I don't begrudge a person's success. I just want to take some of their profits to pay for a working and civil society -- the society that is the foundation upon which their success is based.

And remember those companies that we bailed out because "they were too big to fail"? Well, why haven't we made them smaller? Unregulated Capitalism has never succeeded. The very idea that regulated capitalism is somehow bad is a shockingly new concept. And dangerously flawed.

Of course the companies won't do this on their own. How great to be large, making billions in good years and knowing that if things go wrong, the government will cover your loses.

As Yakov Smirnoff used to say (maybe he still does), "What a country!"

Anonymous said...

The markets will always be, and have always been regulated.
I don't think "we" needed to make them smaller - I think letting them fail would have made them a proper size.
I find the ease with which you endorse "taking" other people's rightfully gained success. If a company makes it's profits without subsidy or other state advantage (I know, this isn't common for big ones) then all profit it makes is a result of making other people better off already through the voluntary exchanges of goods and services. So they have been improving society.
I expect this to not resonate, but isn't it true that when you exchange (buy or sell) you improve your lot (or try to)?
I expect the objection will be based on how some people don't have good alternatives. This may be true, but it doesn't mean that the exchange wasn't undertake in an attempt at self-benefit by both parties.

PCM said...

The exchange does indeed benefit both parties. But think of a country without minimum wage laws. People will still work for whatever they can get. Even if it isn't enough to feed your family, it's better than nothing. One meal a day is better than no food.

So working for sub-sustenance wages can be in your best interest. In that sense it is a "good" exchange.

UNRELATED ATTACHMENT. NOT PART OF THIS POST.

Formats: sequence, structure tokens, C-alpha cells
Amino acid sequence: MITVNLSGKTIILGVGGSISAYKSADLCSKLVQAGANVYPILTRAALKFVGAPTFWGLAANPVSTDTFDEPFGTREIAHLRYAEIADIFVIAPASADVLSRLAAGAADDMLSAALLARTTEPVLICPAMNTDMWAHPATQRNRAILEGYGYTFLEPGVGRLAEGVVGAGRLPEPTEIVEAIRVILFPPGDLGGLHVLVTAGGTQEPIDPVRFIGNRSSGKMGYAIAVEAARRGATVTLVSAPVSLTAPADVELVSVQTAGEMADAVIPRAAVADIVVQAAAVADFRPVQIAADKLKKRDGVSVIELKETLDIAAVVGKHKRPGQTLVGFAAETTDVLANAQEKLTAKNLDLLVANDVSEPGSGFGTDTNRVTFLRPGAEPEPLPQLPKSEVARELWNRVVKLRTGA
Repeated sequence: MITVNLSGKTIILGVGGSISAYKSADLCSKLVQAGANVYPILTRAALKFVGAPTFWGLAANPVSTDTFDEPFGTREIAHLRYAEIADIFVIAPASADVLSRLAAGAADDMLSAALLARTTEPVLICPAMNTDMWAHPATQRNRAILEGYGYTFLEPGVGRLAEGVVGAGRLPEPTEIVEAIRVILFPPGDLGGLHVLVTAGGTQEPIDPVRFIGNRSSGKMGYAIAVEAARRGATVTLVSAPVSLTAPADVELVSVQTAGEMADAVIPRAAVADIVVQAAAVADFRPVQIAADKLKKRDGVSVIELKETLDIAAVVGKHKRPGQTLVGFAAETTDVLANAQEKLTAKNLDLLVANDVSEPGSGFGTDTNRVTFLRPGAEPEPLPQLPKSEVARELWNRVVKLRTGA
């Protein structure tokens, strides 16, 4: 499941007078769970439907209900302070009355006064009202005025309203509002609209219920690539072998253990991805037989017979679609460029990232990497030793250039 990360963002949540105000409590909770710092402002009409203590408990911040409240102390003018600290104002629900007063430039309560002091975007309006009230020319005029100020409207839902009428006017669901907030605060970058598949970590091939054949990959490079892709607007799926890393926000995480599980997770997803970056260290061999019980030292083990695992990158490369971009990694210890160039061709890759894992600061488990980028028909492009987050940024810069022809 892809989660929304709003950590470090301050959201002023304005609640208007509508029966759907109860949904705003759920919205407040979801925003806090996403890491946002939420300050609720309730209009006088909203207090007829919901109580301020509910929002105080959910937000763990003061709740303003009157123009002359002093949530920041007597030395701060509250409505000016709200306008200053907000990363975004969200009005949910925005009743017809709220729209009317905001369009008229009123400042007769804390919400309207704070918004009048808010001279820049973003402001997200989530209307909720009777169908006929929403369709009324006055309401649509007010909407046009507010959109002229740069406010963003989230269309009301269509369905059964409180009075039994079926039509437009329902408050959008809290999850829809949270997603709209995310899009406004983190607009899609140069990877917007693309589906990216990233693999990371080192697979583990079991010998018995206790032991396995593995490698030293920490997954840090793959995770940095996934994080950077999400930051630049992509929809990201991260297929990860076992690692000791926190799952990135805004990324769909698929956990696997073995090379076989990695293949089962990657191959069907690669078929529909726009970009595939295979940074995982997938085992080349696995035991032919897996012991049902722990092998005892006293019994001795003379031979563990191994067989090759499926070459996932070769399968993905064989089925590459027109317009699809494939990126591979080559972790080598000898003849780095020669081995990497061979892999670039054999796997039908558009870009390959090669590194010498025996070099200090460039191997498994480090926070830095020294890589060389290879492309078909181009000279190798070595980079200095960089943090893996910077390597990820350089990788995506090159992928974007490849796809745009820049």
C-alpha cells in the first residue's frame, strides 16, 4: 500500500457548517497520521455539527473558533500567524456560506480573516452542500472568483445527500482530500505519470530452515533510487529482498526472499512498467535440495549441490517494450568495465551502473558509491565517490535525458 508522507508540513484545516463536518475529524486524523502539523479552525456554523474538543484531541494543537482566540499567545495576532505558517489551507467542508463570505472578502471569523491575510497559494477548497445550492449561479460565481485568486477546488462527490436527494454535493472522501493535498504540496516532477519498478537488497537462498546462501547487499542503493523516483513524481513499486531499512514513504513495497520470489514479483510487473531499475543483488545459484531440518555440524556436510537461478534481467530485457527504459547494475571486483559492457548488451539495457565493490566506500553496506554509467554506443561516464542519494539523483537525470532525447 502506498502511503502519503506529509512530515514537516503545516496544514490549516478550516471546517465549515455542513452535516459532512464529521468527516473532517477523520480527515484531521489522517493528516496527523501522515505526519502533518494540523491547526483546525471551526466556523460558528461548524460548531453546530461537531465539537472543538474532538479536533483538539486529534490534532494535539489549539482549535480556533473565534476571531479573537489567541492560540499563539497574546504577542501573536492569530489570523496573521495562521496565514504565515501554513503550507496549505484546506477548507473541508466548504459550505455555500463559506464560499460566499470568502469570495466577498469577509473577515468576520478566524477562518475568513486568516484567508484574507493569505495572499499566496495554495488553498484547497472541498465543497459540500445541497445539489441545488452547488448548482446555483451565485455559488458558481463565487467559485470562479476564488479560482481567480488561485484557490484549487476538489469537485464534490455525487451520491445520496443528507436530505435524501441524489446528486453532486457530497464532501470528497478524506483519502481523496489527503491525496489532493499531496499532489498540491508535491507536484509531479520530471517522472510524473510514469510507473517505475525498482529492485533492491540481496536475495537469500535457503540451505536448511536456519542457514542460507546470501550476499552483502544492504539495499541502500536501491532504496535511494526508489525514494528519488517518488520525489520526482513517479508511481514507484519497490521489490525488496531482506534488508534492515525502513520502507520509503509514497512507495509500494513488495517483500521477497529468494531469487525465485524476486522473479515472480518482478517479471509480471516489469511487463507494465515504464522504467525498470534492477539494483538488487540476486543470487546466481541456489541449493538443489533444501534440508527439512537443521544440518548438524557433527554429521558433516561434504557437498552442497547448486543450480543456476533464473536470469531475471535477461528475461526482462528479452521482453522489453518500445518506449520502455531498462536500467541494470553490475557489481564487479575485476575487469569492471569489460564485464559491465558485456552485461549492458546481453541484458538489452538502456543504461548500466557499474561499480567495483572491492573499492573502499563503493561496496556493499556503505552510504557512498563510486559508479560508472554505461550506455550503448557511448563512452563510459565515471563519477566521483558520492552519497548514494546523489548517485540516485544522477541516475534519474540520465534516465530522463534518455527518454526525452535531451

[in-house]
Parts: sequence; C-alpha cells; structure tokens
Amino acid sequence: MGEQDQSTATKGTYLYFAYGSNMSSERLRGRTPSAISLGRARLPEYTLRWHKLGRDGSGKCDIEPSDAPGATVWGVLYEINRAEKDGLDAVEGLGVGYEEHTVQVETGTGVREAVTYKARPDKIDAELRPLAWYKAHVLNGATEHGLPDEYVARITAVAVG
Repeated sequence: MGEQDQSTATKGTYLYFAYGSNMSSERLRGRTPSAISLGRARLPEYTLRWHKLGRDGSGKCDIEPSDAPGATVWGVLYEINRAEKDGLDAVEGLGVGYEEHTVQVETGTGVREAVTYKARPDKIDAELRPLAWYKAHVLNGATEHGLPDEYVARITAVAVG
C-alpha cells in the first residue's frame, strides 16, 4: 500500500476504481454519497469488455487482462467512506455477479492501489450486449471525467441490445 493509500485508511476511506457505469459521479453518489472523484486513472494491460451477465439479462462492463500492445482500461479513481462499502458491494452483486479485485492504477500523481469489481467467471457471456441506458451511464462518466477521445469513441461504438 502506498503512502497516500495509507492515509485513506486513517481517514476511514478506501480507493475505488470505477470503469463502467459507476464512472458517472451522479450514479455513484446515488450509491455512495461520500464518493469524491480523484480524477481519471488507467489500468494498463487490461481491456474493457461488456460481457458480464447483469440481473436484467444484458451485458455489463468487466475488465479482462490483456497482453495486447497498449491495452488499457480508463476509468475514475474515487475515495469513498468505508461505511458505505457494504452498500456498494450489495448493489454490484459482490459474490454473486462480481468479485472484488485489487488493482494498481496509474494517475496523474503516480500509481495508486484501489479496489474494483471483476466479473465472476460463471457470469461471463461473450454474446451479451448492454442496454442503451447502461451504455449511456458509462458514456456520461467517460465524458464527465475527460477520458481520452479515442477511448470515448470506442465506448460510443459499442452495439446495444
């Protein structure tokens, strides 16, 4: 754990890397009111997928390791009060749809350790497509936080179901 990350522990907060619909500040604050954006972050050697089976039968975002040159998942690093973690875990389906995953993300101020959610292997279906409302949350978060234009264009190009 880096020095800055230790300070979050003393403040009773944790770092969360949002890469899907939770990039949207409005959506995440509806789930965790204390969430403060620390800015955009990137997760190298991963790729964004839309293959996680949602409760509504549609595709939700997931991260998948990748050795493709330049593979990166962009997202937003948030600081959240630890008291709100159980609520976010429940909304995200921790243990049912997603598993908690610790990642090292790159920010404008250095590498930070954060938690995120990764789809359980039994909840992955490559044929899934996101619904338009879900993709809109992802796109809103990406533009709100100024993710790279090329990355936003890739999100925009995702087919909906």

It's exactly why the government needs to step in and demand better labor laws and/or a government safety net funded by the profits of corporation who could, but choose not to, pay their workers more.

(so yes, I agree with your last two sentences very much)

Anonymous said...

But then minimum wage laws tent to hurt employment, b/c some jobs just aren't worth that legal lower limit to the employers...
Pretty much every company in the world could "pay their workers more" to some degree. The idea that someone who has no involvement in the company is in a better position to set the exchange, or that you and I have the right to task someone to set the rules of interaction between two other people, is problematic from moral reasons (assumption of power over others) and ignorance (we lack knowledge and direct stake in the matter).
Generally we agree that the rich get too much help staying that way from the government. I just think adding power to the government and expecting it to not help the rich more is a futile pursuit.
Got your book yesterday (Cop in the Hood)

Batman said...

It is dangerous to tackle the economy issue when you have rich and poor in your mind. It's fallacy (wink wink). Take a step back, think of yourself as a tax law professional and may be you will understand the matter little better. I don't know much about tax law but according to my legal research professor: tax law is the most hideous to study. However, may be we can start with something simple: practice Separation of State and Church by prohibiting money laundering between any entities(including the government, corporation, individual, charity, non-profit, church, or any religious establishment)